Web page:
My efforts are better spent editing this entry. Like AceMyth, I will swallow a frog and leave you to your ad hominems and categorical statements; maybe (hope beyond hope) you will actually look at the resources that I have provided and try to see what use OR might be in theory selection, and thus, science. Johnny Logic 23:23, 22 February 2007 (UTC)
You seem to think you know something about philosophy. Perhaps you never learned that argument from authority is a fallacy. At best all you can do is present what they thought, but it doesn’t make it right. If you are going to convince me how about doing some science instead of philosophy. Present observations of instances of competing scientific explanations where the preferred explanation was chosen using Ockham’s razor. Otherwise make all the claims you like, the emperor has no clothes. Gkochanowsky 01:35, 24 February 2007 (UTC)
Again he repeats himself. No argument, just holding the goal posts up so that only science can validate scientific method. And, of course, he hurls a few more insults, impugning my understanding of philosophy and so on. As I wrote, I gave him the last word on Wikipedia, so I do not intend to enguage him any further.
At Gkochanowsky’s last word, an administrator posted the following:
Wikipedia is not a forum. Since none of this has feed into the article, perhaps you might consider continuing your debate elsewhere? Banno 02:24, 24 February 2007 (UTC)
I certainly agree with this suggestion. Gkochanowsky replies with a whine:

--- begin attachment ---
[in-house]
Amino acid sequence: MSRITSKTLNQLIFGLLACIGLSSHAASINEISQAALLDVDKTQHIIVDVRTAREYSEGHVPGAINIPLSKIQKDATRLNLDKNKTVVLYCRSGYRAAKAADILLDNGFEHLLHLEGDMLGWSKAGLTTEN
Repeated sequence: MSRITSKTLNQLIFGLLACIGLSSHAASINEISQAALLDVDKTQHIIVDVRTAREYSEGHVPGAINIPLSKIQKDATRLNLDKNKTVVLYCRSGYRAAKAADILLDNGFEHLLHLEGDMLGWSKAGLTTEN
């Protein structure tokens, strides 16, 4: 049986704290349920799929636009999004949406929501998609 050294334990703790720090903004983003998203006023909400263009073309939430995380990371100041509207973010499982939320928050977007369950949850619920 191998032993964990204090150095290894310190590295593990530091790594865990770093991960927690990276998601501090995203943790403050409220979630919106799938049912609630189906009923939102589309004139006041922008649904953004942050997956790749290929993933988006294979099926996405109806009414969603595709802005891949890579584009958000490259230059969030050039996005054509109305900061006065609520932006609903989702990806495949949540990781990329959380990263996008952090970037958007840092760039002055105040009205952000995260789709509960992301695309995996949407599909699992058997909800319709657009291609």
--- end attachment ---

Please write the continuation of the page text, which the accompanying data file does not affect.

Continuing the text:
I’ve tried that in the past but it soon gets edited out by Ockham enthusiasts. That leaves the discussion. Which of course is exactly what has been going on. Gkochanowsky 03:56, 24 February 2007 (UTC)
AceMyth returns with some constructive suggestions about leveraging the conversation into positive changes in the Occam’s Razor entry, and Gkochanowsky comes back to play repeat himself and complain some more:
Hopping in: If the issue actually is improving the article rather than taking slights at each other regarding our understandings of the relation between philosophy and science then there shouldn’t be much of a fundamental problem here. This isn’t the first time Wikipedia has ever stumbled upon the challenge of a controversial subject, after all. As long as you can cite a few prominent sources in the literature of science that take the position that Occam’s razor is irrelevant or useless (so as to avoid original research) and fairly represent the gist of their arguments, a “Is Occam’s Razor important to science?” section or something to that extent should work just fine. (Plus on the other hand some of Johnny Logic’s references to sources that find the razor useful/important could definitely find their place in the article, as a counter-balance to this or otherwise). —AceMyth 15:50, 25 February 2007 (UTC)